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Question: In 2000, I finished my coursework for PsyD in Clinical Psychology. I could not write my dissertation to complete post-doctoral and graduate work, due to my spouse leaving the family home, then divorce. At the time our sons were age 6 and 9. My student loans are over $150k, and I want to start with a clean slate. However, consolidation of private and non-private loans are impossible to consolidate for one payment, that I can afford (I live in California).

I am working a job that I am over qualified for just to be employed. I want to use my skills in a fast profitable arena and pay down my student loan debt. How do I go about it? Children are 18 (in college) and 15 (lives with his dad). I am 58. Can you advise how to manage this situation? Thanks. - Pamela

Answer: Pamela, if at all possible see if you can complete your dissertation at your graduate institution. If necessary ask for an extension to complete. You can’t enter other schools unless you have no loans existing in your record, and your school would probably not release any transcripts until they are paid in full. You did all the hard work and just need to complete your dissertation. It would be another long road and greater debt to start over anyway.

Try to work with their financial aid office, and the director of the program where you studied. Probably you have extended the deadline to complete your degree, but try and see if they could grant an exception. You will need recommendations from the faculty in your program too. Consult with a financial planner as to how best to resolve your high student debt, and use all federal funding you can find. Also, go to a nearby community college and seek out some counseling to clarify your goals at this time as well. - Faith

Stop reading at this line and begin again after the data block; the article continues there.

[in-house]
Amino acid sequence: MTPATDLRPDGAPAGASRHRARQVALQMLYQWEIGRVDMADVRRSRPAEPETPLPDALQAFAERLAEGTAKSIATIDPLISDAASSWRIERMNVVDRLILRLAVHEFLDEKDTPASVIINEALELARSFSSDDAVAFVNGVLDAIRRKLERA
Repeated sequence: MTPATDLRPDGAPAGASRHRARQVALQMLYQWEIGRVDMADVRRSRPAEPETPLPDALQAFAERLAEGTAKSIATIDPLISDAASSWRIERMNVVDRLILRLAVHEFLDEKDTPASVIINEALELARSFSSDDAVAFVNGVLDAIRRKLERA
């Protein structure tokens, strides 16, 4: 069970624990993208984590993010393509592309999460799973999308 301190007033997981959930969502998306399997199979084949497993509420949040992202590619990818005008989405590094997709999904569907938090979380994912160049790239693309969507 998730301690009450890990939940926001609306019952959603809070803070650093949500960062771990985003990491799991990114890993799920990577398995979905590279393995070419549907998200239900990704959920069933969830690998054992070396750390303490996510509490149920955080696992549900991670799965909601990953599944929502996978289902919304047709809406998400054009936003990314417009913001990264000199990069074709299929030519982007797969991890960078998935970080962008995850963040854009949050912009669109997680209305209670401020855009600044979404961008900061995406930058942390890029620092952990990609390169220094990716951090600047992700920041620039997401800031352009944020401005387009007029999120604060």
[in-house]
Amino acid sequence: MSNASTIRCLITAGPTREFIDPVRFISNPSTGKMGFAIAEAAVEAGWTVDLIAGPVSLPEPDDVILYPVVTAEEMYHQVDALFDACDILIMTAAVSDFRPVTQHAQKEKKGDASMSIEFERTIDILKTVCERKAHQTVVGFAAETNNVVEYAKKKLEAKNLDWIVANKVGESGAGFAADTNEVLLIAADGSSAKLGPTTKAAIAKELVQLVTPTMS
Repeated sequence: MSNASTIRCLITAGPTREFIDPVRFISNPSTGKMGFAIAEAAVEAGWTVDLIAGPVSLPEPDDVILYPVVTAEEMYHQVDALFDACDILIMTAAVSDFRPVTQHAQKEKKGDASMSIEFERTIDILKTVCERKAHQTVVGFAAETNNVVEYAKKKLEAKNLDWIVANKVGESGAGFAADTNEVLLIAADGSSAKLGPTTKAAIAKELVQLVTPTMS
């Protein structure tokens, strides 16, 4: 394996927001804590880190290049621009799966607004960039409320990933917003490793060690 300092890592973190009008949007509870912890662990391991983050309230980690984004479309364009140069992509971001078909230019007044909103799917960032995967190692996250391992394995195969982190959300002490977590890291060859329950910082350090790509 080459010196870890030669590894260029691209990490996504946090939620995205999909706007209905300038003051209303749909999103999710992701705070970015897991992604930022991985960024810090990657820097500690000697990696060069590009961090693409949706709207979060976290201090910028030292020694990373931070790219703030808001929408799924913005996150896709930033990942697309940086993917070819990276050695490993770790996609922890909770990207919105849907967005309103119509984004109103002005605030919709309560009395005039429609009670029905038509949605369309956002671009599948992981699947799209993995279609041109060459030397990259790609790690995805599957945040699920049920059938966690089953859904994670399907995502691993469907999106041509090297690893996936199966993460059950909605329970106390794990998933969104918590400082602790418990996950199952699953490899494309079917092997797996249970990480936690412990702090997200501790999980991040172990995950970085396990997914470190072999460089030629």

Question: I am 38, and was a Warehouse Supervisor/Operations Manager for 15 years. I have 3 kids (6, 8 and 10 years old). I also have had a home business since 2000 (Bookkeeping and Tax Preparation). Last year I quit my management position because along with my home business, I was taking too much time away from my family. This is my first year working in just my home business which provides just enough income during the tax season to pay the bills for the rest of the year.

I would like to invest my time wisely while my kids go to school (8-3 pm) and better prepare myself with a business or computer science degree, or something that can help me to be a successful professional. Any suggestions as to what areas could benefit me the most given my background and interests? All feedback is appreciated. Thank you. I live in Texas. - Julio

Answer: Julio, first I would review information contained in the U.S. Department of Labor’s Occupational Outlook Handbook. This will give you an idea of the type of jobs that are available now and those that will be needed in the future. You have a good background in business, finance and operations management. You might want to start at your local community college, or as many degree programs are now online, they may better fit your schedule.

Look into taking CLEP tests in areas of: English Composition, Spanish (if you are fluent) and others as may seem appropriate for you. Also, look for a bachelor degree program that uses portfolio for college credit as your financial experience may award you some credits too. Unless you go full-time to school it will take you longer to complete a bachelor's degree, so as you get your study skills down, you may want to take an accelerated program. - Faith

Question: I am 65 and considering going to back to college to finish my degree in psychology (I have three years completed). I want to work with abusive women. At my age, I am sure I could bring wisdom along with a degree into this field. I have worked in the public schools in Georgia for fifteen years, am recently retired, but still feel that I have not reached my calling. What do you think at my age? - Odyssey

Answer: Odyssey, you are never too old to go back to school, but you do have to have realistic expectations about the job hunt. A bachelor's degree in psychology does not guarantee clinical work as that usually requires a master's degree. But, there are entry level positions that you would be educationally qualified to earn. You would want to find an adult-friendly college or university to accept any credits you may have that are over 5-10 years old.

There are not as many psychology degrees that are focused on the adult student, but there are more online degree programs for selection. I did not find any land-based degree programs in your area, so you may want to consider online learning. Make sure the school has regional accreditation. - Faith

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